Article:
When we first heard about The Creators Projects at Fort Mason, hosted by Intel and Vice, we had no idea what we were going to see. We knew there were some performances, but other than that, we really didn’t know what to expect.
Turns out the Creators Project is an event held to showcase the works of people who utilize technology to express their creativity. Most of what was shown were examples of what happens when these creators take existing technology and develop new methods to interpret data. These series of screen, for an example, was a software programmed to read off of a live channel on the first screen and recognize the most valuable words or pictures images on the other screens.
These cubes lite up different colors based on where they were placed, though to be honest, it seemed like people weren’t too interested in that and were just trying to make images with them. Many of the pieces that were shown were interactive.
From the more traditional video game…
…to more advanced games projected onto a 3D surface…
…to grand scale demonstrations that took up much of the warehouse.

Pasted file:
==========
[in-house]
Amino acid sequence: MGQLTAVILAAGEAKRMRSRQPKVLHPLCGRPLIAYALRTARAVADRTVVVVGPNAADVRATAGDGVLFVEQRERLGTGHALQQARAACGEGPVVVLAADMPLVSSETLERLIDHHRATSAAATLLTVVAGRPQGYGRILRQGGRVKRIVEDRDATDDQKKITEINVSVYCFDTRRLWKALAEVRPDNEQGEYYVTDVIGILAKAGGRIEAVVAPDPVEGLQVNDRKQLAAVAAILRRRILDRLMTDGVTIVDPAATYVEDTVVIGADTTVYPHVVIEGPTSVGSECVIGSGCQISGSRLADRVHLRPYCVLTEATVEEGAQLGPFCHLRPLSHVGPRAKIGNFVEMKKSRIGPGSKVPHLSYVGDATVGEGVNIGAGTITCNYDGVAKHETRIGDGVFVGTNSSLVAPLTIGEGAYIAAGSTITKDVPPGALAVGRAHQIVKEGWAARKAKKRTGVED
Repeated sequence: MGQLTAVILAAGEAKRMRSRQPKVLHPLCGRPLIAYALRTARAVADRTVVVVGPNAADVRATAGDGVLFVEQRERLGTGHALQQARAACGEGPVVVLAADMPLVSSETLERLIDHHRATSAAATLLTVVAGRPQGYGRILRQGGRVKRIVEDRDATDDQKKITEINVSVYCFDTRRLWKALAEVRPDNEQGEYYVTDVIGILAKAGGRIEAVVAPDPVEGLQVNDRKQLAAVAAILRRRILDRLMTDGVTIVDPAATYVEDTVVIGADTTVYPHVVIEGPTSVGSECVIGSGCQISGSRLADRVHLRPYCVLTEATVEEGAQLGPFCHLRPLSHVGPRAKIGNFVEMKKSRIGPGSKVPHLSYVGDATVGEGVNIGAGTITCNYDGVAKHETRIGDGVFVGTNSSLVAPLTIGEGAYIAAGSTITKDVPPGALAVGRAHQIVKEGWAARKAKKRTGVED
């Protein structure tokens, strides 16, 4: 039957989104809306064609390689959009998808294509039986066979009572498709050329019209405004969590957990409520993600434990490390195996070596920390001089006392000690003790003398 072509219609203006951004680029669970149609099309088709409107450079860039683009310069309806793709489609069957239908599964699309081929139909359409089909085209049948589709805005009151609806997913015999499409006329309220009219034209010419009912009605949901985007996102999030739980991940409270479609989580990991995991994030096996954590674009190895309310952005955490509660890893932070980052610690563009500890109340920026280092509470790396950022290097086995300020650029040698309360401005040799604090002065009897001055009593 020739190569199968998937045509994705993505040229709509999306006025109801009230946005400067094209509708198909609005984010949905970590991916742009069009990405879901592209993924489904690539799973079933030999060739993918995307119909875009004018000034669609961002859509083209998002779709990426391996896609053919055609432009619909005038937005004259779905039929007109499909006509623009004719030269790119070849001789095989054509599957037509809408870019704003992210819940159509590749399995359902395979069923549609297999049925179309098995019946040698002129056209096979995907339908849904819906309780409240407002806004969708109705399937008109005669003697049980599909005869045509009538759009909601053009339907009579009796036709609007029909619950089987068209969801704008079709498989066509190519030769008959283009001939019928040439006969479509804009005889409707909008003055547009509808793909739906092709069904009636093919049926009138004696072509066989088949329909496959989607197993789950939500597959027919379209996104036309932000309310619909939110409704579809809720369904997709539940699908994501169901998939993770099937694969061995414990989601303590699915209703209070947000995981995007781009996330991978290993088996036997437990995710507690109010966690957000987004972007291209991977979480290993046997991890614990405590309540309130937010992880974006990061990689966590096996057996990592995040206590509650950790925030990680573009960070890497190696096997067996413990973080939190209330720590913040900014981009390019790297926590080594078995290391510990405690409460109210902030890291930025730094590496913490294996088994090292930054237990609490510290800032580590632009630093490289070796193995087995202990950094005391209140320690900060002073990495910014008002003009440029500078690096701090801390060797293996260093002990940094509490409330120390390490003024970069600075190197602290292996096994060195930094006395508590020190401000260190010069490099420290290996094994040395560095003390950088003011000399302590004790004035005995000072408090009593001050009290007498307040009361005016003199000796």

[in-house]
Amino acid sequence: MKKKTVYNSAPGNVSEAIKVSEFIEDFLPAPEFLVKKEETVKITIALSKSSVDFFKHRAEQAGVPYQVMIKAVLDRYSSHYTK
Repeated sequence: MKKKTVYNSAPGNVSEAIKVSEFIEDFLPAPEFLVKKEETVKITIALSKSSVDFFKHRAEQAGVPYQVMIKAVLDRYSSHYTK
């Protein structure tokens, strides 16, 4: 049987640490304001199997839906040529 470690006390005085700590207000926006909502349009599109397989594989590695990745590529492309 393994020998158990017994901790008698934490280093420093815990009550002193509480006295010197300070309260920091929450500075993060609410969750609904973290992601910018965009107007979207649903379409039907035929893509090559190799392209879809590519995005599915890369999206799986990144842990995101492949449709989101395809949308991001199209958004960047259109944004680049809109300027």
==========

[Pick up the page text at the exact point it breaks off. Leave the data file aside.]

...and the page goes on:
On one end of the screen, the side you first see when entering the warehouse, all you see is the outline of people turning into birds and flapping their cars with feathers attached. When you walk around to the other side, you see that the images on the screen imitate the actions of participants in front of some motion sensors.
Now what about those performances mentioned earlier? Once we were done checking out most of the pieces, we went to the warehouse next door.
The first band we caught was New Pants who flew in all the way from China.
They definitely had a lot of energy, and apparently a hatred for old iMacs as the lead singer at one point kept smashing one onto the floor. I thought this was an event in support of technology?
Next we saw the Teen Daze followed by the haunting sounds of The Antlers.
At the end of their performance, the SF’s mayor Ed Lee thanked everyone for attending and supporting the creators.
the Yeah Yeah Yeahs. The energy from both the band and the crowd was crazy. After they finished, we started to head out, but not before checking out the biggest piece of the event.
The Origin was a huge cubic structure with 3 meter x 3 meter cubes within, all strapped up with LED strips and hooked up to a loud sound system.
The thing is, it doesn’t just stay lit up as it’s shown here in the pictures. These were actually the few brief moments the whole thing lit up. Most of the time, it had some crazy patterns going on with the VERY loud sound system assisting in the experience. It really is an experience you have to do yourself to get it.
A surreal way to end the night.